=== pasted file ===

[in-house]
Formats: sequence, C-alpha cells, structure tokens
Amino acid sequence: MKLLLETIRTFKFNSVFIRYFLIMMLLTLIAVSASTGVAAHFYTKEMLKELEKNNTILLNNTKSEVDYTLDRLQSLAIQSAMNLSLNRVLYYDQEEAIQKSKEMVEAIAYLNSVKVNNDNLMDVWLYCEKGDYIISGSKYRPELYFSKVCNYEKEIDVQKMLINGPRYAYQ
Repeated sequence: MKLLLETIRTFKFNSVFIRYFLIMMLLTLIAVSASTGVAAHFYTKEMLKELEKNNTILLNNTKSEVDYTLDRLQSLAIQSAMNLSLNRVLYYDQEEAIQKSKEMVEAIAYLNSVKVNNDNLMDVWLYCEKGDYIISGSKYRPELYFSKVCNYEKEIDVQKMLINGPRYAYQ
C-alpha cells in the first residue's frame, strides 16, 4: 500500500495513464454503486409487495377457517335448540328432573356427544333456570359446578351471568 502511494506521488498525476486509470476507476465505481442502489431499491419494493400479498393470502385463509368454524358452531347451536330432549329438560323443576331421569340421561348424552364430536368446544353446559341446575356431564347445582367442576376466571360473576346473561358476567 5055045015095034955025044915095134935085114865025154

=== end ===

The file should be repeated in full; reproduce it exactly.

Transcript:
[in-house]
Formats: sequence, C-alpha cells, structure tokens
Amino acid sequence: MKLLLETIRTFKFNSVFIRYFLIMMLLTLIAVSASTGVAAHFYTKEMLKELEKNNTILLNNTKSEVDYTLDRLQSLAIQSAMNLSLNRVLYYDQEEAIQKSKEMVEAIAYLNSVKVNNDNLMDVWLYCEKGDYIISGSKYRPELYFSKVCNYEKEIDVQKMLINGPRYAYQ
Repeated sequence: MKLLLETIRTFKFNSVFIRYFLIMMLLTLIAVSASTGVAAHFYTKEMLKELEKNNTILLNNTKSEVDYTLDRLQSLAIQSAMNLSLNRVLYYDQEEAIQKSKEMVEAIAYLNSVKVNNDNLMDVWLYCEKGDYIISGSKYRPELYFSKVCNYEKEIDVQKMLINGPRYAYQ
C-alpha cells in the first residue's frame, strides 16, 4: 500500500495513464454503486409487495377457517335448540328432573356427544333456570359446578351471568 502511494506521488498525476486509470476507476465505481442502489431499491419494493400479498393470502385463509368454524358452531347451536330432549329438560323443576331421569340421561348424552364430536368446544353446559341446575356431564347445582367442576376466571360473576346473561358476567 5055045015095034955025044915095134935085114865025154